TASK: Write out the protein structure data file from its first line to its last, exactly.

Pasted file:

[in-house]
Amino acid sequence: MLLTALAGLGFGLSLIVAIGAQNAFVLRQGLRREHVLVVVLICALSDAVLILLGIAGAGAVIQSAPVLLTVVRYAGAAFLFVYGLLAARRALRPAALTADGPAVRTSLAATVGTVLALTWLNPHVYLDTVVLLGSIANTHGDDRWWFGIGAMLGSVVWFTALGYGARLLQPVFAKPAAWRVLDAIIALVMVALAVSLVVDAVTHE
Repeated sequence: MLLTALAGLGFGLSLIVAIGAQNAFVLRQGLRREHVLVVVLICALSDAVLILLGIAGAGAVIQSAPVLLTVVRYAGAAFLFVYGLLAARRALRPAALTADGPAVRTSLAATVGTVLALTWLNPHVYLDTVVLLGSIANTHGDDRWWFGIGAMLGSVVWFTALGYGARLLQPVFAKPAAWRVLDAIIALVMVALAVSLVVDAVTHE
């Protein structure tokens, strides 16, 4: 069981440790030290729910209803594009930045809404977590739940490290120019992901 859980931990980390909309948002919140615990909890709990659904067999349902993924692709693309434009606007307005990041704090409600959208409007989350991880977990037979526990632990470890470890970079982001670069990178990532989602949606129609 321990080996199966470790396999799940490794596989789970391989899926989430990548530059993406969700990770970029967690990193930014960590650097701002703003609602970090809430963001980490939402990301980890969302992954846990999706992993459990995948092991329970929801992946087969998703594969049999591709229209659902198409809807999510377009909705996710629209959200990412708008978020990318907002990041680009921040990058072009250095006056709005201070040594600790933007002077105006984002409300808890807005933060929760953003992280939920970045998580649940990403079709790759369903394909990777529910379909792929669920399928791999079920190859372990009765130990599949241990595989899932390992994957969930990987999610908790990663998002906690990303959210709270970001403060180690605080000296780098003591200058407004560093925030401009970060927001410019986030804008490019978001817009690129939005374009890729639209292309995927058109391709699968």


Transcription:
[in-house]
Amino acid sequence: MLLTALAGLGFGLSLIVAIGAQNAFVLRQGLRREHVLVVVLICALSDAVLILLGIAGAGAVIQSAPVLLTVVRYAGAAFLFVYGLLAARRALRPAALTADGPAVRTSLAATVGTVLALTWLNPHVYLDTVVLLGSIANTHGDDRWWFGIGAMLGSVVWFTALGYGARLLQPVFAKPAAWRVLDAIIALVMVALAVSLVVDAVTHE
Repeated sequence: MLLTALAGLGFGLSLIVAIGAQNAFVLRQGLRREHVLVVVLICALSDAVLILLGIAGAGAVIQSAPVLLTVVRYAGAAFLFVYGLLAARRALRPAALTADGPAVRTSLAATVGTVLALTWLNPHVYLDTVVLLGSIANTHGDDRWWFGIGAMLGSVVWFTALGYGARLLQPVFAKPAAWRVLDAIIALVMVALAVSLVVDAVTHE
């Protein structure tokens, strides 16, 4: 069981440790030290729910209803594009930045809404977590739940490290120019992901 859980931990980390909309948002919140615990909890709990659904067999349902993924692709693309434009606007307005990041704090409600959208409007989350991880977990037979526990632990470890470890970079982001670069990178990532989602949606129609 321990080996199966470790396999799940490794596989789970391989899926989430990548530059993406969700990770970029967690990193930014960590650097701002703003609602970090809430963001980490939402990301980890969302992954846990999706992993459990995948092991329970929801992946087969998703594969049999591709229209659902198409809807999510377009909705996710629209959200990412708008978020990318907002990041680009921040990058072009250095006056709005201070040594600790933007002077105006984002409300808890807005933060929760953003992280939920970045998580649940990403079709790759369903394909990777529910379909792929669920399928791999079920190859372990009765130990599949241990595989899932390992994957969930990987999610908790990663998002906690990303959210709270970001403060180690605080000296780098003591200058407004560093925030401009970060927001410019986030804008490019978001817009690129939005374009890729639209292309995927058109391709699968």